SAVANNAH, Ga. (AP) — The Georgia Department of Transportation said Wednesday it has chosen a general contractor to oversee a $189 million project to raise Savannah’s towering suspension bridge so that larger cargo ships can pass underneath and reach one of the nation’s busiest seaports.
Maintenance and construction on the Eugene Talmadge Memorial Bridge are expected to begin in the first quarter of 2025, the DOT said in a statement announcing that Kiewit Infrastructure South Co. will serve as general contractor.
Built in 1991, the bridge spans the Savannah River at the Georgia-South Carolina state line. Cargo ships passing Savannah’s downtown riverfront must sail underneath the bridge to reach the Port of Savannah, the fourth-busiest U.S. port for cargo shipped in containers.
Officials with the Georgia Ports Authority began more than five years ago calling for the bridge to be replaced, saying its 185 feet (57 meters) of clearance will eventually be too low to accommodate growing classes of cargo ships.
The DOT’s solution, at least for now, is to replace and shorten the bridge’s massive cables to raise its center span up to an additional 20 feet (6 meters). The agency says most of the work can be done without closing the bridge to traffic.
“That’s something we’re confident can be accomplished in a safe fashion,” said Kyle Collins, a Georgia DOT spokesman, “though there will have to be some temporary closures.”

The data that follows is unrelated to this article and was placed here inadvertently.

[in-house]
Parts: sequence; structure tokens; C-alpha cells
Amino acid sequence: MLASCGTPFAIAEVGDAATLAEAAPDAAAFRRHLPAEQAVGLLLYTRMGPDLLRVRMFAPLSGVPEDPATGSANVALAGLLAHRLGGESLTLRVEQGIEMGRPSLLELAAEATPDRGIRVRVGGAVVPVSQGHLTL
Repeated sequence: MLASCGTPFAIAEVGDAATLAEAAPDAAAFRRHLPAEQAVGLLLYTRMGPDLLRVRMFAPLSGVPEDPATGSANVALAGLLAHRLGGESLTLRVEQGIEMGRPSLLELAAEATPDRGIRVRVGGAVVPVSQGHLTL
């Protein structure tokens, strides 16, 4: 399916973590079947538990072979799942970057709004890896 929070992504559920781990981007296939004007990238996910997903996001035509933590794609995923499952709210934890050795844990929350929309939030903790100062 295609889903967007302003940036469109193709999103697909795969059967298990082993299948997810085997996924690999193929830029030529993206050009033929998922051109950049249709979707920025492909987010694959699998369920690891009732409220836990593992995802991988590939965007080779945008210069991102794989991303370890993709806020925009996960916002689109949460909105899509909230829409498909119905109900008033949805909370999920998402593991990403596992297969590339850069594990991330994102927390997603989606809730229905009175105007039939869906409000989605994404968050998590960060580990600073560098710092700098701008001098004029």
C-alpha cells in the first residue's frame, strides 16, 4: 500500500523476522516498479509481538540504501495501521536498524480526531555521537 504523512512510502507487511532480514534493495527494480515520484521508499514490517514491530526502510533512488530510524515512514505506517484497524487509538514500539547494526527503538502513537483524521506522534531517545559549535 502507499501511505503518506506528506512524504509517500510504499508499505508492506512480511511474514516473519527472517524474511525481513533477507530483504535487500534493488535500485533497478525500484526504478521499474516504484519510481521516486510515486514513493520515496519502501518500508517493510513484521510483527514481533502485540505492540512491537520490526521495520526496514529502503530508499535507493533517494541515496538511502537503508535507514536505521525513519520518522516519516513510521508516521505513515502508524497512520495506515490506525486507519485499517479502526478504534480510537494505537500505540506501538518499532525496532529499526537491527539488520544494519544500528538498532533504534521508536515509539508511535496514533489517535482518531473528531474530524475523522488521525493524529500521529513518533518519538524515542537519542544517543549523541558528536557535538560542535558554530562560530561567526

The DOT’s board signed off on the Savannah bridge raising a year ago, seeking to hire a general contractor early so the firm could consult on the project while it’s still in the design phase.
Kiewit Infrastructure South was awarded $6.5 million for pre-construction services, Collins said. The company will provide the DOT with additional costs for construction once there’s a final design. The current total cost estimate is $189 million, Collins said.
Griff Lynch, president and CEO of the Georgia Ports Authority, has called out the Talmadge Bridge as an impediment to future growth at Savannah’s port, which handled 5.4 million container units in the fiscal year that ended June 30.
The authority is spending $1.9 billion to grow Savannah’s cargo handling capacity. Lynch says that investment needs to be met with taxpayer-funded infrastructure upgrades. Less than two years after the Army Corps of Engineers finished a $973 million deepening of the Savannah River shipping channel, the authority is already seeking congressional authorization to study another round of dredging.
Meanwhile, even as it prepares to raise the Talmadge Bridge, the Georgia DOT is simultaneously studying a long-term project to either replace it altogether with an even taller bridge or build a tunnel allowing cars to travel beneath the river. A September 2022 report estimates costs could reach $2 billion.
Unless Georgia lawmakers intervene, the bridge will still be named for Talmadge, a segregationist who served three terms as Georgia’s governor between 1933 and 1942. Over the past decade, Savannah’s city council and others including the Girl Scouts of the USA, which was founded in Savannah, have sought to strip Talmadge’s name from the bridge.
In written responses to public comments on the bridge project last August, the DOT noted that the power to name roads and bridges rests with Georgia’s state legislature.